“Questions are rightly being asked about the safety of our country’s elected representatives and I will provide updates in due course.”
Rishi Sunak, UK finance minister
“The worst aspect of violence is its inhumanity. It steals joy from the world and can take from us that which we love the most. Today it took a father, a husband, and a respected colleague. All my thoughts and prayers are with Sir David’s loved ones.”
Liz Truss, UK foreign minister
“Devastated to hear the terrible news about Sir David Amess MP. He was a lovely, lovely man and a superb parliamentarian. My thoughts are with all his family and friends.”
Nicola Sturgeon, first minister of Scotland
“This is awful beyond words. My thoughts and deepest condolences are with David’s family, friends and colleagues. May he rest in peace.
“Elected representatives from across the political spectrum will be united in sadness and shock today.
“In a democracy, politicians must be accessible and open to scrutiny, but no-one deserves to have their life taken while working for and representing their constituents.”
Nadhim Zahawi, UK education minister
“Rest In Peace Sir David. You were a champion for animal welfare, the less fortunate, and the people of Southend West. You will be missed by many.”
Sajid Javid, UK health minister
“Devastated to learn of Sir David Amess’ murder. A great man, a great friend, and a great MP killed while fulfilling his democratic role. My heart goes out to Julia, his family, and all who loved him. Let us remember him and what he did with his life.”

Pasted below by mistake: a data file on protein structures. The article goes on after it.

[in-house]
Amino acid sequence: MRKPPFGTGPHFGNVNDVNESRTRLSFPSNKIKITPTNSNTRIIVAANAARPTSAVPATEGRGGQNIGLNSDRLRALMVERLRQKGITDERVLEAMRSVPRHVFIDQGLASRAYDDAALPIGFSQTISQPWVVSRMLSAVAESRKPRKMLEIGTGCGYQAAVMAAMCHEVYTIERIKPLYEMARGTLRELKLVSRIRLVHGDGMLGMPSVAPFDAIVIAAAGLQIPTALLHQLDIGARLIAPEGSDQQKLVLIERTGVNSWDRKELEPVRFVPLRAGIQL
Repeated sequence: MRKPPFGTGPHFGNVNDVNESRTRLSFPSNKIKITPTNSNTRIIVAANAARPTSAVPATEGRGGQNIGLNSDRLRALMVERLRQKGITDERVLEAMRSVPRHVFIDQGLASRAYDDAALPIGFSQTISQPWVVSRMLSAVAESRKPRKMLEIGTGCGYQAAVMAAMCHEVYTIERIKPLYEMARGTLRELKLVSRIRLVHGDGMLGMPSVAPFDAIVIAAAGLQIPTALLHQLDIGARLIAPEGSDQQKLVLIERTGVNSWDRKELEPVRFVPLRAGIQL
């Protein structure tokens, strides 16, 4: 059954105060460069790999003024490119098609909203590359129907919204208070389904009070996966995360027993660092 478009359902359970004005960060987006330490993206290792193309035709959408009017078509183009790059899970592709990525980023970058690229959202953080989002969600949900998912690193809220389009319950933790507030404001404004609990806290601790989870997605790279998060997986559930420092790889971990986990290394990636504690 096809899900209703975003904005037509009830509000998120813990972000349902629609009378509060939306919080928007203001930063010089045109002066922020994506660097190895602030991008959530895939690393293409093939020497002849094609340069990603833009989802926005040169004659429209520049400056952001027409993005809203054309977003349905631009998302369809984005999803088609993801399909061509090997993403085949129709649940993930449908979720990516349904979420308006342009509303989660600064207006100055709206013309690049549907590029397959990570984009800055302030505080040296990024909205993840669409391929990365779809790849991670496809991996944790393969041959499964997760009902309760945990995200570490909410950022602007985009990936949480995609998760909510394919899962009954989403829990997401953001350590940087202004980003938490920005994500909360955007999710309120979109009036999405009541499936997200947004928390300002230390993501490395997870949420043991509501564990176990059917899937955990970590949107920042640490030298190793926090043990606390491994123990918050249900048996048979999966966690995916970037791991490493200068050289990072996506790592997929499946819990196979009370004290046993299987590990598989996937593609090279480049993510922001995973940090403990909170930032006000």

Kwasi Kwarteng, UK business minister
“Sir David was a thoroughly decent, kind and thoughtful man. An exemplary Member of Parliament who fought for his constituents with devotion. My thoughts and prayers are with his family at this deeply tragic time.”
Simon Coveney, Irish foreign minister
“What a shocking and tragic incident. Our thoughts and sincere sympathies are with family, friends and political colleagues of Sir David Amess MP.”
Michael Gove, UK levelling up minister
“David Amess’s passing is heartbreakingly sad. Just terrible, terrible news. He was a good and gentle man, he showed charity and compassion to all, his every word and act were marked by kindness. My heart goes out to his family.”
Joao Vale de Almeida, EU ambassador to the UK
“Very shocked by the news of the death of MP Sir David Amess following a horrific attack. Our heartfelt condolences go out to his family and loved ones.”
Philip T. Reeker, US charge d’affair to the UK
“I’m deeply saddened to hear about the death of Sir David Amess MP. My thoughts go out to his family, friends and all those who worked with him during his distinguished parliamentary career.”
Justin Welby, Archbishop of Canterbury
“Sir David Amess dedicated his life to championing causes he believed in, serving constituents and his country for almost forty years as a Member of Parliament. He was a devout Roman Catholic whose deep faith fuelled his sense of justice. We are richer for his life, and we are all the poorer for his untimely death.”
Carrie Johnson, wife of UK Prime Minister Boris Johnson
“Absolutely devastating news about Sir David Amess. He was hugely kind and good. An enormous animal lover and a true gent. This is so completely unjust. Thoughts are with his wife and their children.”
Keir Starmer, opposition Labour Party
“This is a dark and shocking day. The whole country will feel it acutely, perhaps the more so because we have, heartbreakingly, been here before.